ShareThis Page
Quaker Valley grad Bouchard receives ACC honor at Notre Dame |
U.S./World Sports

Quaker Valley grad Bouchard receives ACC honor at Notre Dame

Clayton Bouchard, a 2013 graduate of Quaker Valley High School, was named to the Atlantic Coast Conference's Academic Honor Roll for the 2013-14 school year. After starring in baseball and hockey for Quaker Valley, Bourchard earned a walk-on spot on the Notre Dame baseball team last season.

During his time at Quaker Valley, Clayton Bouchard embodied the term student-athlete.

Not much has changed for the Sewickley native since moving on the the University of Notre Dame,

Bouchard was recently named to the Atlantic Coast Conference Academic Honor Roll, which recognizes varsity athletes who finished with a grade point average of 3.0 or better. Bouchard earned a 3.5 GPA while competing on the varsity baseball team his freshman year.

“It’s a big honor for me,” Bouchard said. “Coming into the school, I knew academics would be really hard, and then when I made the team I knew I would have even less time for it. But I was able to push through and succeed in that way.”

Bouchard graduated from Quaker Valley in 2013 with a 4.7 cumulative GPA and served in the National Honor Society his junior and senior years.

After starring as the captain of the Quakers’ 2012 PIAA champion hockey team, it was a bit of a surprise when Bouchard gave up the sport to pursue baseball at Notre Dame.

“In high school, I thought I was going to play hockey,” Bouchard said. “Baseball was just this other sport that I loved. I had Division III offers for baseball, and when hockey didn’t work out I started sending my info out to a bunch of Division I programs.”

Bouchard walked onto the baseball team at Notre Dame last fall. He earned his spot after being named the MVP of the Blue-Gold series, an in-house double-header in which the varsity players are split between two teams.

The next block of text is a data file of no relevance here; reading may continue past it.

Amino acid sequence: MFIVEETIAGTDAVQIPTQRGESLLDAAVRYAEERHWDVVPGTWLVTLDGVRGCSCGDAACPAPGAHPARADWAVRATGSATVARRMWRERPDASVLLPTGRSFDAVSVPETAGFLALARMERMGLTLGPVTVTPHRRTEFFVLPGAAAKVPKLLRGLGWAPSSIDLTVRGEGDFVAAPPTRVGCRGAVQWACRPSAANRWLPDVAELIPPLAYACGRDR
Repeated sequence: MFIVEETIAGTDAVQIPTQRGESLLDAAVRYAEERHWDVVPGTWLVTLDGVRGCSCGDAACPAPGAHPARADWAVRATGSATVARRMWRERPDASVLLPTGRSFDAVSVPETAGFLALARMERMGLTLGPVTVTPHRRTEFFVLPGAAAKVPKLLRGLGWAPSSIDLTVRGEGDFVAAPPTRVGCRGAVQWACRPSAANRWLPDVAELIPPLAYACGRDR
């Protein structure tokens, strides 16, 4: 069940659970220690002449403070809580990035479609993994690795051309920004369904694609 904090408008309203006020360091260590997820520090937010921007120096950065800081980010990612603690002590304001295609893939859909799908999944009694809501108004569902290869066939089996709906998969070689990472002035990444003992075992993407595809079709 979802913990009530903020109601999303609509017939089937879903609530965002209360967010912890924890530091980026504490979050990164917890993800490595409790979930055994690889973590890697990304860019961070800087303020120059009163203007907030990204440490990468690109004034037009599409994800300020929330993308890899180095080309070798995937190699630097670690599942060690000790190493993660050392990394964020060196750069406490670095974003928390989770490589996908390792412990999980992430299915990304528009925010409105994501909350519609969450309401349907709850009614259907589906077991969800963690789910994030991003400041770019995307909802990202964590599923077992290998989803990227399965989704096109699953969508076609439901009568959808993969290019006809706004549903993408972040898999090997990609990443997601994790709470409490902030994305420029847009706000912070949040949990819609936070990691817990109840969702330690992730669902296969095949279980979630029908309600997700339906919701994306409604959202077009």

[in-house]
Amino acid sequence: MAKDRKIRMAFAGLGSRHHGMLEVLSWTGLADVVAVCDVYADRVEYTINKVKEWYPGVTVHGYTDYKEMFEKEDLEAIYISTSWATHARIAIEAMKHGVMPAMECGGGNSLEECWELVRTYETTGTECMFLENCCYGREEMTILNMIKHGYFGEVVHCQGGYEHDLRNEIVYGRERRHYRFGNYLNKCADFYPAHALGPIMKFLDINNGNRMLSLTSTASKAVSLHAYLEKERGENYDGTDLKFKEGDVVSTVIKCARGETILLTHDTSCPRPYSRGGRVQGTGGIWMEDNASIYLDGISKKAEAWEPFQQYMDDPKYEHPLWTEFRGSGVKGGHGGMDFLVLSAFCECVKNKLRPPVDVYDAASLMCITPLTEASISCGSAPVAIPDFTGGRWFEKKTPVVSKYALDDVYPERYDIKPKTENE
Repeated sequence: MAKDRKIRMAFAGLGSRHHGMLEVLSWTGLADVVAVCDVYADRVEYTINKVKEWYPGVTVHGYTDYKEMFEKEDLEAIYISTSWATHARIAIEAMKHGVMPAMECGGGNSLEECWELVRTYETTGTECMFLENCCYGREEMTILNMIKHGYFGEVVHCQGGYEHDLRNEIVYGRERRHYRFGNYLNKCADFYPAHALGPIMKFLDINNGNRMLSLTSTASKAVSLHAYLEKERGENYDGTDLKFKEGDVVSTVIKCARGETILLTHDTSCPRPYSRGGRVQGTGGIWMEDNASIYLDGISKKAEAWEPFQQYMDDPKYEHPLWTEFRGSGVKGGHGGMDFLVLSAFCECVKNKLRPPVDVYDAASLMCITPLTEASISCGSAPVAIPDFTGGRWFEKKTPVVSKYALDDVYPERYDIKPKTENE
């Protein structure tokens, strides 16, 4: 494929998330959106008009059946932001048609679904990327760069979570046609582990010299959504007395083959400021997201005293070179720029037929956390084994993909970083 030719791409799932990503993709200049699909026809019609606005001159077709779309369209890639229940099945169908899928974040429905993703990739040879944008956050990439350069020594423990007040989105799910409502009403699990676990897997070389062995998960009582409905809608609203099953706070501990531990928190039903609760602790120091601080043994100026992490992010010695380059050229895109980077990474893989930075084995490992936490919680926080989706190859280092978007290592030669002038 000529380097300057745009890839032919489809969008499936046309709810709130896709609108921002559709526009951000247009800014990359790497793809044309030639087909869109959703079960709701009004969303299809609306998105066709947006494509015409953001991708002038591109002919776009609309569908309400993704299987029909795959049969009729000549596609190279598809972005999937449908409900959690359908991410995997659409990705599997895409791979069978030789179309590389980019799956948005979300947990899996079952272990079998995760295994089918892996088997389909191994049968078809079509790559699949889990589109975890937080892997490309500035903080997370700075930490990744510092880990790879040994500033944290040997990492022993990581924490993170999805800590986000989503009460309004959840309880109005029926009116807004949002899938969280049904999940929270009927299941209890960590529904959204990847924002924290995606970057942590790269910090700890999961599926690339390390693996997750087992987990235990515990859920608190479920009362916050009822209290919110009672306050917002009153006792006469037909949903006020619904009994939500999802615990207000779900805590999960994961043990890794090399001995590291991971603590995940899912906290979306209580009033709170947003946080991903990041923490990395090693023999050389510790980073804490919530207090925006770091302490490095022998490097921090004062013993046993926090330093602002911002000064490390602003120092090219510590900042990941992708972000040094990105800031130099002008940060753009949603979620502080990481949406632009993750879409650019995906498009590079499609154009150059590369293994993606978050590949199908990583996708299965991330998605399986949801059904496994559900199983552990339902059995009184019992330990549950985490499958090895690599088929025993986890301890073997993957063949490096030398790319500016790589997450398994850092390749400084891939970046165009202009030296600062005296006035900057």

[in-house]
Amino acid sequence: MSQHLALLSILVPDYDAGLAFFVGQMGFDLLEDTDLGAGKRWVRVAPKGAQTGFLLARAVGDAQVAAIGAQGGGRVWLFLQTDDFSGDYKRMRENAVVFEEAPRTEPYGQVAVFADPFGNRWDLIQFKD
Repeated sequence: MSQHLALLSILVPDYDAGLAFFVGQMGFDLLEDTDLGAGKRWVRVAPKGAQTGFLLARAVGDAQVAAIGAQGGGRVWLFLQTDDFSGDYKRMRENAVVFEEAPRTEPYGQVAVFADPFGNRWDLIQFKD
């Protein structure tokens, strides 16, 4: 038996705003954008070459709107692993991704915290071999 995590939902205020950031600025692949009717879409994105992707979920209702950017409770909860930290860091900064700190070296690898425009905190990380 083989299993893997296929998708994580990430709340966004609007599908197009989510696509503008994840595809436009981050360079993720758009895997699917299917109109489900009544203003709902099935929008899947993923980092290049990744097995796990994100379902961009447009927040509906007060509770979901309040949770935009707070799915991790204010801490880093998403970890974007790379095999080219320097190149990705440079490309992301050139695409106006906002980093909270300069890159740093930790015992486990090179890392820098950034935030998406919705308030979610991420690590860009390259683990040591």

When it came time to schedule classes for the spring semester, Bouchard hadn’t been told if he made the team. He took a risk and scheduled his semester based on the assumption that he would make the team.

The confidence paid off, and he made the team as a left fielder.

Most of his playing time last season was limited to pinch running opportunities, Bouchard said, but he has grown a lot as a player since then.

Being able to spend the whole year focusing on baseball had a lot to do with the improvements.

“Hockey, I played about a hundred games a year, and that took up a lot of time,” Bouchard said. “Now I’m hitting every day, taking fly balls every day, and that just helps you improve faster.”

Since he is not on scholarship, his spot on the team is not guaranteed year to year. The process of making the team starts over again this fall.

“I feel like I stack up defensively,” Bouchard said. “The depth of the team, there are a lot of numbers. They could take a lot of outfielders, less infielders, less pitchers — you just never know. It depends on the makeup of the team.”

The biggest need for improvement in Bouchard’s game at this point is power and consistency in his hitting, Bouchard said. At Quaker Valley, he was mostly a singles hitter who batted for average.